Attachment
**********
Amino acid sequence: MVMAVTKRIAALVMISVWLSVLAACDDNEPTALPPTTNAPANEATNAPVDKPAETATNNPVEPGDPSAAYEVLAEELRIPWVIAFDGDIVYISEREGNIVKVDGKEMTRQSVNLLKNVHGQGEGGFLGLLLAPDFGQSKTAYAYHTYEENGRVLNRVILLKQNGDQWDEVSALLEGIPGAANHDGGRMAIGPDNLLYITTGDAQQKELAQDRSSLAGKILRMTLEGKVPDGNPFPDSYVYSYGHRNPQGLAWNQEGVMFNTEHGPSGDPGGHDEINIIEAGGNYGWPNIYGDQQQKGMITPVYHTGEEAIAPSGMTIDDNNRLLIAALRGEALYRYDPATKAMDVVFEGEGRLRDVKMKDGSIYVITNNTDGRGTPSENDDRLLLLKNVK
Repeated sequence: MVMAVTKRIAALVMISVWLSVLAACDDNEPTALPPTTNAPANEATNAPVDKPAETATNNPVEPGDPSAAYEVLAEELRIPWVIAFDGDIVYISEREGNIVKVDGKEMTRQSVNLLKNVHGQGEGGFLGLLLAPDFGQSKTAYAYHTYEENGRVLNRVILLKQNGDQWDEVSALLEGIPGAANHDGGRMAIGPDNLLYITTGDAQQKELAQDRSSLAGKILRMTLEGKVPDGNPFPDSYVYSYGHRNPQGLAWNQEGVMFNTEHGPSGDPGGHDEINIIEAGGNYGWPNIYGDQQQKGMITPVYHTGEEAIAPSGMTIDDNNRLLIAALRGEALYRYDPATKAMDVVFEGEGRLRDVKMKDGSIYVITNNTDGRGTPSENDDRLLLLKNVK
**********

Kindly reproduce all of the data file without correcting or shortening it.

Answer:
Amino acid sequence: MVMAVTKRIAALVMISVWLSVLAACDDNEPTALPPTTNAPANEATNAPVDKPAETATNNPVEPGDPSAAYEVLAEELRIPWVIAFDGDIVYISEREGNIVKVDGKEMTRQSVNLLKNVHGQGEGGFLGLLLAPDFGQSKTAYAYHTYEENGRVLNRVILLKQNGDQWDEVSALLEGIPGAANHDGGRMAIGPDNLLYITTGDAQQKELAQDRSSLAGKILRMTLEGKVPDGNPFPDSYVYSYGHRNPQGLAWNQEGVMFNTEHGPSGDPGGHDEINIIEAGGNYGWPNIYGDQQQKGMITPVYHTGEEAIAPSGMTIDDNNRLLIAALRGEALYRYDPATKAMDVVFEGEGRLRDVKMKDGSIYVITNNTDGRGTPSENDDRLLLLKNVK
Repeated sequence: MVMAVTKRIAALVMISVWLSVLAACDDNEPTALPPTTNAPANEATNAPVDKPAETATNNPVEPGDPSAAYEVLAEELRIPWVIAFDGDIVYISEREGNIVKVDGKEMTRQSVNLLKNVHGQGEGGFLGLLLAPDFGQSKTAYAYHTYEENGRVLNRVILLKQNGDQWDEVSALLEGIPGAANHDGGRMAIGPDNLLYITTGDAQQKELAQDRSSLAGKILRMTLEGKVPDGNPFPDSYVYSYGHRNPQGLAWNQEGVMFNTEHGPSGDPGGHDEINIIEAGGNYGWPNIYGDQQQKGMITPVYHTGEEAIAPSGMTIDDNNRLLIAALRGEALYRYDPATKAMDVVFEGEGRLRDVKMKDGSIYVITNNTDGRGTPSENDDRLLLLKNVK